You might be wondering, like I was, if it is possible to upgrade your microcontroller firmware over the same USB port that you use to communicate with your microcontroller. If you are already using an FTDI USB-to-Serial port interface chip, to communicate between your PC and your PIC microcontroller, here is an idea that will let the FTDI chip double up as an in-circuit programmer. No extra components are required, and no resources or memory space is used in the PIC Chip. Heck, it’s even possible to program a “blank” PIC chip, or a PIC chip where the contents of its program FLASH memory has been corrupted.
This idea should work on microcontrollers from other brands like Atmel, NXP, Motorola, or Zilog, although I have not tested this. I have successfully been able to configure a Xilinx chip using the same FTDI chip, though.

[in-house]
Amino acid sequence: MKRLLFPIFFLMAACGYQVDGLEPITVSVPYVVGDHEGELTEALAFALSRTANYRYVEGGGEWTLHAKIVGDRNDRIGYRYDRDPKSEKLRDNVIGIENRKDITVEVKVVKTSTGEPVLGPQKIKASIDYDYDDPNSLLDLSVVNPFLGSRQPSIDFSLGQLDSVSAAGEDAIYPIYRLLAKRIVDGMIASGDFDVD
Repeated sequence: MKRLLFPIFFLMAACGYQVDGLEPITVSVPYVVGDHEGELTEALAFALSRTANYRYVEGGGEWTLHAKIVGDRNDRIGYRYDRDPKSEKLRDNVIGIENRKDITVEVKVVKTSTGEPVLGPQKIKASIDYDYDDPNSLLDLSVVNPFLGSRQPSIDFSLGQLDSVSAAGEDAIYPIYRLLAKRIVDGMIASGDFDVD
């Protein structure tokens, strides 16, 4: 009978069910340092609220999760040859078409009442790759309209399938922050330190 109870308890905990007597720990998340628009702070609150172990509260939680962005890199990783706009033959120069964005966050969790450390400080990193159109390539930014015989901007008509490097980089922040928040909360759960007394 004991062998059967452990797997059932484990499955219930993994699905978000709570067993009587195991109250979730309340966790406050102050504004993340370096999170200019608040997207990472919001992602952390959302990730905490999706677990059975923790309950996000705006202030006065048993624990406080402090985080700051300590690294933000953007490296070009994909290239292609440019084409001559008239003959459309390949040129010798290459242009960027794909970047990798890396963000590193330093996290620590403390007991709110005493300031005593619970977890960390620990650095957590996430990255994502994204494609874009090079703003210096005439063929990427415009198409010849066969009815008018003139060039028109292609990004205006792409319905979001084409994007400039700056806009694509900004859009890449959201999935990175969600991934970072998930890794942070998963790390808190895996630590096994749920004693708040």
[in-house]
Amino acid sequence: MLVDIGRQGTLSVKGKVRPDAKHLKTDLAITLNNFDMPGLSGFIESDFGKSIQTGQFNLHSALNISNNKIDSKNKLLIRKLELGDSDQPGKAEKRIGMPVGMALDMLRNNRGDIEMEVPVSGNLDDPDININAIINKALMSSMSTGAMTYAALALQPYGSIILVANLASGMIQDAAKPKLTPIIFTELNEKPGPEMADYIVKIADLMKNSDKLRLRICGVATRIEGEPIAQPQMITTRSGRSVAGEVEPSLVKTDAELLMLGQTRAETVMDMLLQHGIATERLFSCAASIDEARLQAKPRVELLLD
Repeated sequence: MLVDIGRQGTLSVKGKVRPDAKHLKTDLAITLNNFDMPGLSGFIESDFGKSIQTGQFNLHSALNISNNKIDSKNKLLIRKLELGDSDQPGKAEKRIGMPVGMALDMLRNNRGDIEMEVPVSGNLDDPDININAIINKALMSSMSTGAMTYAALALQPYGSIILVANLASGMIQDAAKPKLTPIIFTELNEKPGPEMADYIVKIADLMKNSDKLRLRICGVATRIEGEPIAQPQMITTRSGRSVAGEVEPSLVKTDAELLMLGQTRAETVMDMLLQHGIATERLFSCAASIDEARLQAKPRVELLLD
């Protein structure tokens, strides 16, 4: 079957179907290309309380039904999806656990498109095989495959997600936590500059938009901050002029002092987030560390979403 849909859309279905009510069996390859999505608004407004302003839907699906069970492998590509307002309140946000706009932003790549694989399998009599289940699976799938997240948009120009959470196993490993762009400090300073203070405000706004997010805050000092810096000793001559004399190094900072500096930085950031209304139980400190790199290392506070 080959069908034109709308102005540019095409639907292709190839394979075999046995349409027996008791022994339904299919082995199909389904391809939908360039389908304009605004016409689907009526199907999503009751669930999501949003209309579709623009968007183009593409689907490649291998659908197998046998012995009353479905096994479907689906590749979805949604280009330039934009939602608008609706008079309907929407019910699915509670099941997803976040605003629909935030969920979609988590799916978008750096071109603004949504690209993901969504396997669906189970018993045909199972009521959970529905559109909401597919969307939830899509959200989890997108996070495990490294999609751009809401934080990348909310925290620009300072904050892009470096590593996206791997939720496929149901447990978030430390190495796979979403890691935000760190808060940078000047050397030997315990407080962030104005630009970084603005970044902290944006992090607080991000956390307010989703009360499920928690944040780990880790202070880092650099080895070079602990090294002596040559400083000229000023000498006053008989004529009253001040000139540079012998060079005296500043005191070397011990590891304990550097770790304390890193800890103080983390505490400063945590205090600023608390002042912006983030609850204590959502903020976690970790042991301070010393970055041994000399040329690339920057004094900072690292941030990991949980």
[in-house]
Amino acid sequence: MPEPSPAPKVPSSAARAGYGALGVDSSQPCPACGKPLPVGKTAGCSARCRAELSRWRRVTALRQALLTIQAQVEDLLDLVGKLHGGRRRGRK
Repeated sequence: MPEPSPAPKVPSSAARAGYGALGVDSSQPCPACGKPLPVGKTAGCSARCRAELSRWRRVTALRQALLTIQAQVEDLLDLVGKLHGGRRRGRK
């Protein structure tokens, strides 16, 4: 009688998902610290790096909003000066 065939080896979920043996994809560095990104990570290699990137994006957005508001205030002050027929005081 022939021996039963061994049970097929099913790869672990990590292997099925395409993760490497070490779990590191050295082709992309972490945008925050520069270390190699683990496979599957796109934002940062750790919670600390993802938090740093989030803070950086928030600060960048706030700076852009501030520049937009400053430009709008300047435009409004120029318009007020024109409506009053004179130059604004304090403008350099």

How it works:
In this example, I use an FTDI232R and a PIC16F886, but it could be anything.
The FTDI chip has two pins, RX and TX that is be used to communicate with your PIC chip’s serial port. In additional to that, most of the FTDI chips have a handful of ports used for LEDs and serial port handshaking.
The secret is a little-used FTDI feature called BitBangMode and a small FTDI utility called MProg3. With this utility you can re-program the CBUS pins as ordinary I/O. After reprogramming, you can connect these pins directly to the PIC chip’s MCLR, PGD and PGC pins. The PIC programming algorithm can then be implemented in a Visual Basic program, toggling MCLR, PGD and PGC up and down using the standard FTDI driver. That’s all there is to it.
Hardware and Software
As always, the Visual Basic .NET program was developed using Visual Studio 2008 Express. This remarkable compiler is another freebie from Microsoft.